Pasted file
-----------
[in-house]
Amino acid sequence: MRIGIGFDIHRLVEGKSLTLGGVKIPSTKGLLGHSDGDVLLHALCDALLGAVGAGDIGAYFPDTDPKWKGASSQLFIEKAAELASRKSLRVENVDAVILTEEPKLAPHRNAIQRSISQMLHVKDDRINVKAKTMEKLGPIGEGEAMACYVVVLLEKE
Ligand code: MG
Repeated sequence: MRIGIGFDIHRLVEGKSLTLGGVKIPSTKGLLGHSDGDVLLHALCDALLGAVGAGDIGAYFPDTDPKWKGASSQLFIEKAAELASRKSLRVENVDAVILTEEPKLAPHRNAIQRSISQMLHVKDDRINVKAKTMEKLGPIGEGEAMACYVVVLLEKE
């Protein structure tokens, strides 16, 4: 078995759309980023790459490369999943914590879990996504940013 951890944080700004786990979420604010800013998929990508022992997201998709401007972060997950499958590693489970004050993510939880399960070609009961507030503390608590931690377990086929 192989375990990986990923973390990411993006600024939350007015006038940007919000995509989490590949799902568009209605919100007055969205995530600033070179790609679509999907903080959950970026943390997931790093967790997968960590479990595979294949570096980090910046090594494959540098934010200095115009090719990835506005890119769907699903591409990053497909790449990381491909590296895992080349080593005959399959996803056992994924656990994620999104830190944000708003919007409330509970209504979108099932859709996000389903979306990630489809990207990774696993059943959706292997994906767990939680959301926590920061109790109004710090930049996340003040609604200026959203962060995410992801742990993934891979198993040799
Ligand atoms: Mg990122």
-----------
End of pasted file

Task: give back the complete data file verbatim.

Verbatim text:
[in-house]
Amino acid sequence: MRIGIGFDIHRLVEGKSLTLGGVKIPSTKGLLGHSDGDVLLHALCDALLGAVGAGDIGAYFPDTDPKWKGASSQLFIEKAAELASRKSLRVENVDAVILTEEPKLAPHRNAIQRSISQMLHVKDDRINVKAKTMEKLGPIGEGEAMACYVVVLLEKE
Ligand code: MG
Repeated sequence: MRIGIGFDIHRLVEGKSLTLGGVKIPSTKGLLGHSDGDVLLHALCDALLGAVGAGDIGAYFPDTDPKWKGASSQLFIEKAAELASRKSLRVENVDAVILTEEPKLAPHRNAIQRSISQMLHVKDDRINVKAKTMEKLGPIGEGEAMACYVVVLLEKE
């Protein structure tokens, strides 16, 4: 078995759309980023790459490369999943914590879990996504940013 951890944080700004786990979420604010800013998929990508022992997201998709401007972060997950499958590693489970004050993510939880399960070609009961507030503390608590931690377990086929 192989375990990986990923973390990411993006600024939350007015006038940007919000995509989490590949799902568009209605919100007055969205995530600033070179790609679509999907903080959950970026943390997931790093967790997968960590479990595979294949570096980090910046090594494959540098934010200095115009090719990835506005890119769907699903591409990053497909790449990381491909590296895992080349080593005959399959996803056992994924656990994620999104830190944000708003919007409330509970209504979108099932859709996000389903979306990630489809990207990774696993059943959706292997994906767990939680959301926590920061109790109004710090930049996340003040609604200026959203962060995410992801742990993934891979198993040799
Ligand atoms: Mg990122």